How to Minimize the Tax Burden on Your Estate

Morgan And DiSalvo, P.C. | Attorneys at Law

It’s true: taxes are one of life’s certainties. Almost everything we do in life and in death triggers a tax consequence.

That’s why we encourage our clients to look at taxes as part of their overall estate planning. With proper planning, we can often help them significantly reduce or eliminate the wealth transfer taxes that may be levied against their assets when transferred to their beneficiaries.

In addition to allowing assets to be passed on to beneficiaries, proper estate planning can allow you to provide your beneficiaries with estate tax protection.

Taxes That Affect Estate Planning
The various wealth transfer taxes that clients need to address include gift, estate, and generation skipping transfer (GST) taxes.

  • Gift taxes apply to gifts made during the giver’s lifetime.
  • Estate taxes apply to transfers made at a person’s death.
  • GST taxes may apply to either lifetime or at-death transfers.

For many of our clients, it makes sense to look at GST planning, which uses a client’s GST tax exemption to help improve the benefits available to the client’s desired beneficiaries. Clients’ GST exemptions are used to make long-term or dynasty trusts that will last for as long as possible, without repeated estate tax hits to the trust assets. Long-term and dynasty trusts offer many potential tax advantages over outright distributions to beneficiaries. Without GST planning, estate taxes may apply to outright distributions made through a Will.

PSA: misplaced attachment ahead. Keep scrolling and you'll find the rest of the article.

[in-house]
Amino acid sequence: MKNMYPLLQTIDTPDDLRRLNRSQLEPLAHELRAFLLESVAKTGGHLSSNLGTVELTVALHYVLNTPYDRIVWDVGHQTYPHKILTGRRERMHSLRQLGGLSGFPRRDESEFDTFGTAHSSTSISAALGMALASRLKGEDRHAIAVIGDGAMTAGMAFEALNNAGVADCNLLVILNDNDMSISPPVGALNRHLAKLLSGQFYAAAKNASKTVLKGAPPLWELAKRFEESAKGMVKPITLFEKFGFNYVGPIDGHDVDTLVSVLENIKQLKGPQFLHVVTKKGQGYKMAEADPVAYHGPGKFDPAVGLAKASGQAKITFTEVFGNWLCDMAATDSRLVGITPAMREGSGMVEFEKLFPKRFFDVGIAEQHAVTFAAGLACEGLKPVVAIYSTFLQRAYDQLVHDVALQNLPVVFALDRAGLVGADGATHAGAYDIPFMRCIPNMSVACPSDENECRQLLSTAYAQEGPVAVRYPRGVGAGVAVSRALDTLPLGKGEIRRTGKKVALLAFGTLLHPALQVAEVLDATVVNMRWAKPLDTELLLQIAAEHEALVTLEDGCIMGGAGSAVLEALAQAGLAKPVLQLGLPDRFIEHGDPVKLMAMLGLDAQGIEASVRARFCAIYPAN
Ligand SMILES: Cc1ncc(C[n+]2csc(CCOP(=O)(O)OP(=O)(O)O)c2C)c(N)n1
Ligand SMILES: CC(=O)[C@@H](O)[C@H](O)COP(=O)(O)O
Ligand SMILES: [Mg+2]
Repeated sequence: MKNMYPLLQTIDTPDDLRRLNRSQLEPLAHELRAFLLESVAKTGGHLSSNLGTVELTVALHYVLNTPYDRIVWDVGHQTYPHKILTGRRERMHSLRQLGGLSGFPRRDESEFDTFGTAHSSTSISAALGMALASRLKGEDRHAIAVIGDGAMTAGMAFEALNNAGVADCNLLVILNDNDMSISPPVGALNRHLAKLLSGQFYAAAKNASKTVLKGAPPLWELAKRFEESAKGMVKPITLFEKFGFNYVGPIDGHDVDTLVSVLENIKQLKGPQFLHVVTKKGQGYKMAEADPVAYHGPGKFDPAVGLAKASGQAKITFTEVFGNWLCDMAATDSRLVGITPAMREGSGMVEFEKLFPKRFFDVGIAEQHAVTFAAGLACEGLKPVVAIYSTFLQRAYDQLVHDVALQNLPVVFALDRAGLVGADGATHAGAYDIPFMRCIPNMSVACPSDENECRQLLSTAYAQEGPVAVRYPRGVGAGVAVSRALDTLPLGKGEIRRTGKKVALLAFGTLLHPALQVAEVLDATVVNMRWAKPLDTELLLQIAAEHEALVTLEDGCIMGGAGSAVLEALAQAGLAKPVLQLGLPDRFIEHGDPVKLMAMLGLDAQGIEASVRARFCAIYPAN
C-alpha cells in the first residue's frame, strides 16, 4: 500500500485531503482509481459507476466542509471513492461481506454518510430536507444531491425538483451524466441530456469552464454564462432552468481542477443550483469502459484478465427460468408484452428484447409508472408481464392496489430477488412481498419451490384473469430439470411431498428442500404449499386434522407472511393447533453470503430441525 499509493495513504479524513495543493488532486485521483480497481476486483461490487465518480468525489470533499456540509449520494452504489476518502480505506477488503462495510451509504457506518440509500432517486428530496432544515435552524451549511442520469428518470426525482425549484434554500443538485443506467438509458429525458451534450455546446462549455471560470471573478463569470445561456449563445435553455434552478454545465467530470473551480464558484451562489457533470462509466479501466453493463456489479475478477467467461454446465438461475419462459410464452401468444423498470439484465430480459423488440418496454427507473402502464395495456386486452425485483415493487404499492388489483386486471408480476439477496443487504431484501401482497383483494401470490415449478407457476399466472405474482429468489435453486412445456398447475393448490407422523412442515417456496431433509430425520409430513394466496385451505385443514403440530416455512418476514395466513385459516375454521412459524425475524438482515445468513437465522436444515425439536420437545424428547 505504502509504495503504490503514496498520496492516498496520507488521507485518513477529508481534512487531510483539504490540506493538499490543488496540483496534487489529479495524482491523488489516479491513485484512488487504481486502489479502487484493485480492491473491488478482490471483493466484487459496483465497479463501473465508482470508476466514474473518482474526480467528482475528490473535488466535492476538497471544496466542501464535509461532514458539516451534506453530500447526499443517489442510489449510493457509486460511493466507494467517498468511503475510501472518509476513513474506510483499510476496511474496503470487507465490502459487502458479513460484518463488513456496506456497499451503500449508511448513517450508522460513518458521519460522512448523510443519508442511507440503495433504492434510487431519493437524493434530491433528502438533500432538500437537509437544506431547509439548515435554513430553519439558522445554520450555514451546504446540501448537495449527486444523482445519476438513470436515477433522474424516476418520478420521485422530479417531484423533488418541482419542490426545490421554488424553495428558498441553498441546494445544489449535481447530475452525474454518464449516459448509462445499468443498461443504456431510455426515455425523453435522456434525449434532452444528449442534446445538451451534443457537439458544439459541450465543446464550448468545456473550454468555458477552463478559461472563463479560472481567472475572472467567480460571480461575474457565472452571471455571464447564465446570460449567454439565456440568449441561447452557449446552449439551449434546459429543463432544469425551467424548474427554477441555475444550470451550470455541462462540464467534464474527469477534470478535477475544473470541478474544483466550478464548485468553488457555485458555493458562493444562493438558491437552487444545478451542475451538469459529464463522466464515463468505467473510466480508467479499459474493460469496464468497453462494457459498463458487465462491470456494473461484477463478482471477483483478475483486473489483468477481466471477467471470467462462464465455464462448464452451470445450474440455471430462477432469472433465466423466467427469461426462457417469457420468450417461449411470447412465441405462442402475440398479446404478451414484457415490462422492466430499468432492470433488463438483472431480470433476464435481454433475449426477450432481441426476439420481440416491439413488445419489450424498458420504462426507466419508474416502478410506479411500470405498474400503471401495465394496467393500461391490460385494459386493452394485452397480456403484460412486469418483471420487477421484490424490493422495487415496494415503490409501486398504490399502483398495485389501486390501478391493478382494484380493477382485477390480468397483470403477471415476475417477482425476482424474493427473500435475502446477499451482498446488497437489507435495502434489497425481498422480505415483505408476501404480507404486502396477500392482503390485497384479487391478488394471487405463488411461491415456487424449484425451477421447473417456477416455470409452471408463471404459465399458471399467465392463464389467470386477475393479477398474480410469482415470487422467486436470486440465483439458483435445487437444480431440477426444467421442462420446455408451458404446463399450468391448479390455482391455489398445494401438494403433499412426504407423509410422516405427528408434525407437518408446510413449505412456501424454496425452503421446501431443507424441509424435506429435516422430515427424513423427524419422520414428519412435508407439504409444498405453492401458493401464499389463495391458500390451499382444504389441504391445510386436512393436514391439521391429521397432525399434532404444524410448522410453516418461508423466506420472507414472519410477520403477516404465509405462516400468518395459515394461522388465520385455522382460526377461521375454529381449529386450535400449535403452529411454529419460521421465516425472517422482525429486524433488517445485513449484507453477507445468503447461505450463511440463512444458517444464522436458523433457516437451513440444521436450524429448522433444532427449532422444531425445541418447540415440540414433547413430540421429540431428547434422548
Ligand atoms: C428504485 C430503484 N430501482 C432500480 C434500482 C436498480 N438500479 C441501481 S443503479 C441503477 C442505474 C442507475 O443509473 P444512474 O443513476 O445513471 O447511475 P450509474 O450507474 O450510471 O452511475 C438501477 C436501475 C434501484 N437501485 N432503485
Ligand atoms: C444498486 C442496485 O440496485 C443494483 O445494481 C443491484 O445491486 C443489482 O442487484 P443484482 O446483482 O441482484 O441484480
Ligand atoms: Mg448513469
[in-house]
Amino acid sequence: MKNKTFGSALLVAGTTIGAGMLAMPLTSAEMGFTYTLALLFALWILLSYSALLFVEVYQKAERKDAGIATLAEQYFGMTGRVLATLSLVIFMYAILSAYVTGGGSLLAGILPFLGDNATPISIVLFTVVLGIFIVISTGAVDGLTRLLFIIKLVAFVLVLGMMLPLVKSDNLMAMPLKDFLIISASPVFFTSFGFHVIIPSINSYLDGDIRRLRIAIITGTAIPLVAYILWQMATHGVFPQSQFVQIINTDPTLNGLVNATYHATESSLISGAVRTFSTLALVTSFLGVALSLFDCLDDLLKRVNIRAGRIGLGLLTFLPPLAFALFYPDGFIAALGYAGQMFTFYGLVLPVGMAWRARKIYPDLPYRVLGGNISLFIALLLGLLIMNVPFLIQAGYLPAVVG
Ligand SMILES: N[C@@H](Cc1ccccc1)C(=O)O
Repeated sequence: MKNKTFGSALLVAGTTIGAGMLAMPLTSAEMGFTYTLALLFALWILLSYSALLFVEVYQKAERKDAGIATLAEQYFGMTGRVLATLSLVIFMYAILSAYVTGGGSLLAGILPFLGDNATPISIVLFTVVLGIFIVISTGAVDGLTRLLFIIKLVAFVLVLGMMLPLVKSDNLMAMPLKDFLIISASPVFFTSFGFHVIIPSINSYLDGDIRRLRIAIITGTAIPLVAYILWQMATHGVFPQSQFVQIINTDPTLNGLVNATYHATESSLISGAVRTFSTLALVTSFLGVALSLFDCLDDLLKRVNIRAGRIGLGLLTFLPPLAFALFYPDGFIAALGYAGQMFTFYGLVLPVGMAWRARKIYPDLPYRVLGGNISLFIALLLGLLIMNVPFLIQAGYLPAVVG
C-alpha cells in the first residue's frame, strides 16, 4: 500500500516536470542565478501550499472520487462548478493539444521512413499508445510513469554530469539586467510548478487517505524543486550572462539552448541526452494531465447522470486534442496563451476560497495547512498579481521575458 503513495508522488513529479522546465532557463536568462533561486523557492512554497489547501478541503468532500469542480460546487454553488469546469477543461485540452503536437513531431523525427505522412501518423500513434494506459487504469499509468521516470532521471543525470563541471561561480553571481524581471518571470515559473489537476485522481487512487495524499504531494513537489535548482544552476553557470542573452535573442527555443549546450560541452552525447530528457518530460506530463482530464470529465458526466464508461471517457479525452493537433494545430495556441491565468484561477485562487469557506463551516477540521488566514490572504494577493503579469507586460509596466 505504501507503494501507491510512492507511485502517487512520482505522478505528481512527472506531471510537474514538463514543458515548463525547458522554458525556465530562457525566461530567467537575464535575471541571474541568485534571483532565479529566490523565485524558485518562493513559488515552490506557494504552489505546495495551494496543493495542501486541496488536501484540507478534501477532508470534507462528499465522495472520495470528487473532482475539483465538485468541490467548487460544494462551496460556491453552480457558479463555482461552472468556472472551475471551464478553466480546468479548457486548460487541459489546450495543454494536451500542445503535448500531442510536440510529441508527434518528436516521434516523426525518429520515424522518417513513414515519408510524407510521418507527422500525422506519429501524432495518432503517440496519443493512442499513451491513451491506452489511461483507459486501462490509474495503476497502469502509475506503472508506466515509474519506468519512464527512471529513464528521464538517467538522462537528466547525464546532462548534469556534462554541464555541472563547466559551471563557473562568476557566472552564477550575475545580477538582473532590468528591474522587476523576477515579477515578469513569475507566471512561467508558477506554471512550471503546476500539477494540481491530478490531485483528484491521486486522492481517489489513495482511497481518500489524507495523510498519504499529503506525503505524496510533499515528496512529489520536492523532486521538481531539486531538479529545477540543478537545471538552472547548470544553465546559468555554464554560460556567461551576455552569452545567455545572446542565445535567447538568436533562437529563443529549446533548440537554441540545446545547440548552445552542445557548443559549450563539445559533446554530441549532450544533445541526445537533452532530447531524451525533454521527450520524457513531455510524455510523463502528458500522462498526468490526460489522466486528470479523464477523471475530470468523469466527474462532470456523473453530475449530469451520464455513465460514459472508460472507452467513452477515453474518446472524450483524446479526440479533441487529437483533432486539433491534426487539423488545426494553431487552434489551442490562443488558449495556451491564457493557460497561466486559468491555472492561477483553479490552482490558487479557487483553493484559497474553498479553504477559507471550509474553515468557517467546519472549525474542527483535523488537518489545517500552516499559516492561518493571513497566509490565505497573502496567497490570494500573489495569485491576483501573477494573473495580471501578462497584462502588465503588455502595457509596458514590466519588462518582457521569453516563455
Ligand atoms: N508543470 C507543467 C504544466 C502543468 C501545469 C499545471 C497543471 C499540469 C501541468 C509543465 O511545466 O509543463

Minimizing Gift Taxes
Some clients may also want to make outright gifts to loved ones before they die. There are several strategies for minimizing the tax consequences for gifts. One is to take advantage of the gift tax annual exclusion. The IRS recently increased the annual exclusion to $16,000 in 2022 and $17,000 in 2023 (previously, it was $15,000). This means that, in 2023, an individual may make gifts of up to $17,000 each to an unlimited number of recipients in a calendar year. This is a use-it-or-lose-it exclusion: you cannot apply one year’s gift tax annual exclusion to gifts made in a prior or subsequent year.

In addition to giving cash gifts, money can be gifted to others in a number of ways, including contributing to 529 Plan accounts, IRAs, or Roth IRAs for children or grandchildren.

If you’re looking for an estate planning attorney in Georgia who can help with tax planning, making gifts, and GST trusts, please call us at 678-720-0750 or email us at to set up an estate planning consultation.

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